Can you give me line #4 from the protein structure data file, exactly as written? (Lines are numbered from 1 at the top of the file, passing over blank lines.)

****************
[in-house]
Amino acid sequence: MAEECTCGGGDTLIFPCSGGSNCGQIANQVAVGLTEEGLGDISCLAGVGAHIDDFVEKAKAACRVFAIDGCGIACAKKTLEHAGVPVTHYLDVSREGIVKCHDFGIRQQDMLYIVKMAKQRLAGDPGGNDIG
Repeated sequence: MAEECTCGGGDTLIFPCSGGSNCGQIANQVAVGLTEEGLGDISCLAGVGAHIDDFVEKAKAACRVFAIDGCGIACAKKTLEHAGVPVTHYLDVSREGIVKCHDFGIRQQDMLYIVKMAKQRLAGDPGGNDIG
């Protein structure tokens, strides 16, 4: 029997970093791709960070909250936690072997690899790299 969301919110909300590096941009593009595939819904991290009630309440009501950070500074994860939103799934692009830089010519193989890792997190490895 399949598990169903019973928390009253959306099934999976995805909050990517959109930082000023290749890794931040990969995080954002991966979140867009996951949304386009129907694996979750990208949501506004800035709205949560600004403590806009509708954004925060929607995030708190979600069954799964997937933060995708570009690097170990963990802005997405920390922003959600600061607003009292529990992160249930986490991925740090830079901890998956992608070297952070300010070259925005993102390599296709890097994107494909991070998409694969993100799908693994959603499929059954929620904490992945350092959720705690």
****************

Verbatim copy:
């Protein structure tokens, strides 16, 4: 029997970093791709960070909250936690072997690899790299 969301919110909300590096941009593009595939819904991290009630309440009501950070500074994860939103799934692009830089010519193989890792997190490895 399949598990169903019973928390009253959306099934999976995805909050990517959109930082000023290749890794931040990969995080954002991966979140867009996951949304386009129907694996979750990208949501506004800035709205949560600004403590806009509708954004925060929607995030708190979600069954799964997937933060995708570009690097170990963990802005997405920390922003959600600061607003009292529990992160249930986490991925740090830079901890998956992608070297952070300010070259925005993102390599296709890097994107494909991070998409694969993100799908693994959603499929059954929620904490992945350092959720705690």